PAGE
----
Bartter syndrome historical perspective

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Main article: Bartter syndrome

Editor-In-Chief: C. Michael Gibson, M.S., M.D. [1]Associate Editor(s)-in-Chief: Tayyaba Ali, M.D.[2]


Bartter syndrome was first discovered by Bartter et al.and introduced in a seminal paper in the December issue of the American Journal of Medicine in 1962. Authors in the paper reported two pediatric patients with growth and developmental delay associated with hypokalemic alkalosis and normal blood pressure despite high aldosterone production. The syndrome named after Bartter. This disease was observed in children as well as in adults, females as well as males.Authors described in the paper that this disease is characterized by hypokalemia, metabolic alkalosis, hyperreninemia, secondary hyperaldosteronism, and normal blood pressure.

Historical Perspective


  1. Proesmans W (2006). "Threading through the mizmaze of Bartter syndrome". Pediatr Nephrol. 21 (7): 896–902. doi:10.1007/s00467-006-0113-7. PMID 16773399.
  2. BARTTER FC, PRONOVE P, GILL JR, MACCARDLE RC (1962). "Hyperplasia of the juxtaglomerular complex with hyperaldosteronism and hypokalemic alkalosis. A new syndrome". Am J Med. 33: 811–28. doi:10.1016/0002-9343(62)90214-0. PMID 13969763.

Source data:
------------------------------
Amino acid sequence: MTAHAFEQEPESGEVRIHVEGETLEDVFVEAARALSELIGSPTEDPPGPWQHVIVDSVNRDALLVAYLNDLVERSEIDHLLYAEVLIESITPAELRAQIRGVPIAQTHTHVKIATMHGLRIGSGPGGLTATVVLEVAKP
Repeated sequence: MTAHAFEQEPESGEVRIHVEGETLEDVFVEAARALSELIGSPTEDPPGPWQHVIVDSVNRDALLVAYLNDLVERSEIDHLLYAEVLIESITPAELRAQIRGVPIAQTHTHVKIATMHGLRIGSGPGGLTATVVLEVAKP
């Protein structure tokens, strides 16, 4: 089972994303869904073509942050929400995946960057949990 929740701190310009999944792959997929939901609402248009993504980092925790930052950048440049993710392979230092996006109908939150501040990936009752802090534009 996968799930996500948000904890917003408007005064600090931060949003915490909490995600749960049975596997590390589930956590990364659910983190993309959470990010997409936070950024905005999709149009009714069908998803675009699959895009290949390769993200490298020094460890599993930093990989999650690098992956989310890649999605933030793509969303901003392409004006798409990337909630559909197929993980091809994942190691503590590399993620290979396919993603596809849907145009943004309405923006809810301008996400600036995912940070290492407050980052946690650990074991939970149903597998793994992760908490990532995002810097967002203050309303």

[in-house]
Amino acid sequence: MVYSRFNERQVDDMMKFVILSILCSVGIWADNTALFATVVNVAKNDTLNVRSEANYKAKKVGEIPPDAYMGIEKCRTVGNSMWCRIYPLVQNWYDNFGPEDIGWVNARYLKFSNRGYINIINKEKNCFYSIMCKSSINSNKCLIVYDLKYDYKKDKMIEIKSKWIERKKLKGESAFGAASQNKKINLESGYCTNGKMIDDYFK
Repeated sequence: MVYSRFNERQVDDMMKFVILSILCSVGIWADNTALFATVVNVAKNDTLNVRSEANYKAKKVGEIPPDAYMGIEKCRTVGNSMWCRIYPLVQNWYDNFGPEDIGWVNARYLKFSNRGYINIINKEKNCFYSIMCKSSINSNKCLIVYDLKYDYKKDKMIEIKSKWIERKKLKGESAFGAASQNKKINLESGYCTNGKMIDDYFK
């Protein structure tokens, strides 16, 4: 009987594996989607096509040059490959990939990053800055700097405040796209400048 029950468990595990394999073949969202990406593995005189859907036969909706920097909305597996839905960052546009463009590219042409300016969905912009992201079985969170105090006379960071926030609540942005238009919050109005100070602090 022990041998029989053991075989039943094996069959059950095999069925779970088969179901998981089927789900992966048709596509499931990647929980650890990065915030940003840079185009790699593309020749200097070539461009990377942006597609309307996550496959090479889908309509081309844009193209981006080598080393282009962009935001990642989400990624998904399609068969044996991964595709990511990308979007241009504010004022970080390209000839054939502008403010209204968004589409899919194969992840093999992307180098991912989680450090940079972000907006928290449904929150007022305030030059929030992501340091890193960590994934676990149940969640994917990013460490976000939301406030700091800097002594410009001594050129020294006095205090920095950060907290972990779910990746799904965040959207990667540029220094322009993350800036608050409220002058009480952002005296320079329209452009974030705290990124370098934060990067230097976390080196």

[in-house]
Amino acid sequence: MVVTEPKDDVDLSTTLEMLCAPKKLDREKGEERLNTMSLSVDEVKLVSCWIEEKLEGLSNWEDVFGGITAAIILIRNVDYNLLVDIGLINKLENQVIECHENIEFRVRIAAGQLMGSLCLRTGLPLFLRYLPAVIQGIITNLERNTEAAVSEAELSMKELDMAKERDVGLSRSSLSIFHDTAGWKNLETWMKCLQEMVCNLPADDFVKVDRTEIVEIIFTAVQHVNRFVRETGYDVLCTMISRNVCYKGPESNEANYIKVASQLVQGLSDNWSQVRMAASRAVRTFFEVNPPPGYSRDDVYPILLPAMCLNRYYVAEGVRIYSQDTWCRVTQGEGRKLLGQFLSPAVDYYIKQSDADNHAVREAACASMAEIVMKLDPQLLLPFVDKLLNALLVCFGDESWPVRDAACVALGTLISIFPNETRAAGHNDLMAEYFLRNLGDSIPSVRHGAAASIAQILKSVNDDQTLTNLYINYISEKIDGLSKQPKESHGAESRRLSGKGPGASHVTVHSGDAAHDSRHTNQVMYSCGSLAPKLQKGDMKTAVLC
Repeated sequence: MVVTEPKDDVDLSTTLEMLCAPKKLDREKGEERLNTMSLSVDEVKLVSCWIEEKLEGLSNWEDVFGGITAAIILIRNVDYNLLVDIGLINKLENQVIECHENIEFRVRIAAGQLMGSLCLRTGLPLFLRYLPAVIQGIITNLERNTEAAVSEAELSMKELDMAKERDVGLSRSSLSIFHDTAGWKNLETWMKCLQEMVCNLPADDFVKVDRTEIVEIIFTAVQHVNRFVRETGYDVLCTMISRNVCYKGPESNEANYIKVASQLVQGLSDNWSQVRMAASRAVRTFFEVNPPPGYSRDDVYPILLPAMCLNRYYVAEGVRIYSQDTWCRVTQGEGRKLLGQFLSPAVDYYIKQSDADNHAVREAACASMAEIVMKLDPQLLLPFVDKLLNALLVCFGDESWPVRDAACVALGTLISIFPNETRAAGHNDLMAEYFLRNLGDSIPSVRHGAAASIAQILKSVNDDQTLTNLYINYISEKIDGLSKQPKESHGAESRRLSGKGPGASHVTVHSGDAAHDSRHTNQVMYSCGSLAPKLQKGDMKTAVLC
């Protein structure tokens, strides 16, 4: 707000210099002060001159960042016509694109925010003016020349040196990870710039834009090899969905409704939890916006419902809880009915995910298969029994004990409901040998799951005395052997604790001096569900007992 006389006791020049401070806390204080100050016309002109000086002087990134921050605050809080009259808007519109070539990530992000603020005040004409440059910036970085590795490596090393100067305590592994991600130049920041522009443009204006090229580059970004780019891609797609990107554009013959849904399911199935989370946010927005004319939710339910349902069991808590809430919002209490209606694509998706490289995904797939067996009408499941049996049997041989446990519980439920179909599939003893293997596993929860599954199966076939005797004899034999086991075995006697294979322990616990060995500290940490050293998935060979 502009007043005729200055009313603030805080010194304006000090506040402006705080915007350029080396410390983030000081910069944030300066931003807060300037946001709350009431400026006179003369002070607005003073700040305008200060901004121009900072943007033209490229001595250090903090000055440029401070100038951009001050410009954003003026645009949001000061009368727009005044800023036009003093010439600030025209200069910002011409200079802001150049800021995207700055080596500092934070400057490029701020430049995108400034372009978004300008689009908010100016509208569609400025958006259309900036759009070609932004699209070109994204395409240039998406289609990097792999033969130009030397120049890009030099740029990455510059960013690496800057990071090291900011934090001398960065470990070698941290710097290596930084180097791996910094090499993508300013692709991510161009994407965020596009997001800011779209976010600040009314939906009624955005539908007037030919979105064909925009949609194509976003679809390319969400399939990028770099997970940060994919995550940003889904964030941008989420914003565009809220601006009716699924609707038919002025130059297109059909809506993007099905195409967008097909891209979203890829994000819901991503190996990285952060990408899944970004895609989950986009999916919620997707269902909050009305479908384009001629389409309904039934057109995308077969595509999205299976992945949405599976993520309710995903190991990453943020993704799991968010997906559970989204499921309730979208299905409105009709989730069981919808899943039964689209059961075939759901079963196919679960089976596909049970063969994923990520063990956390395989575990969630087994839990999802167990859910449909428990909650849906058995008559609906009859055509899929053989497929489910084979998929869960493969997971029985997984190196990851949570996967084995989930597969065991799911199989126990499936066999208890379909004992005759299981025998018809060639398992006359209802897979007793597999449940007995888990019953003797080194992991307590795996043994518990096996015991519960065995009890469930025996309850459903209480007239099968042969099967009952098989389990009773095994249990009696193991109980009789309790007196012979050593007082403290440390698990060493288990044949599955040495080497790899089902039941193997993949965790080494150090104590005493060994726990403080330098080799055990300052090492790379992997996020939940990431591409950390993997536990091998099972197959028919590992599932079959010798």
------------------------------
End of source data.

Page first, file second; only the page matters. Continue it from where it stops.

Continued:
3. Fichman MP, Telfer N, Zia P, Speckart P, Golub M, Rude R (1976). "Role of prostaglandins in the pathogenesis of Bartter's syndrome". Am J Med. 60 (6): 785–97. doi:10.1016/0002-9343(76)90892-5. PMID 798488.
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  5. Gill JR, Frölich JC, Bowden RE, Taylor AA, Keiser HR, Seyberth HW; et al. (1976). "Bartter's syndrome: a disorder characterized by high urinary prostaglandins and a dependence of hyperreninemia on prostaglandin synthesis". Am J Med. 61 (1): 43–51. doi:10.1016/0002-9343(76)90029-2. PMID 820194.
  6. Güllner HG, Cerletti C, Bartter FC, Smith JB, Gill JR (1979). "Prostacyclin overproduction in Bartter's syndrome". Lancet. 2 (8146): 767–9. doi:10.1016/s0140-6736(79)92116-0. PMID 90861.
  7. Davison AG, Snodgrass GJ (1983). "Cystic fibrosis mimicking Bartter's syndrome". Acta Paediatr Scand. 72 (5): 781–3. doi:10.1111/j.1651-2227.1983.tb09814.x. PMID 6356778.

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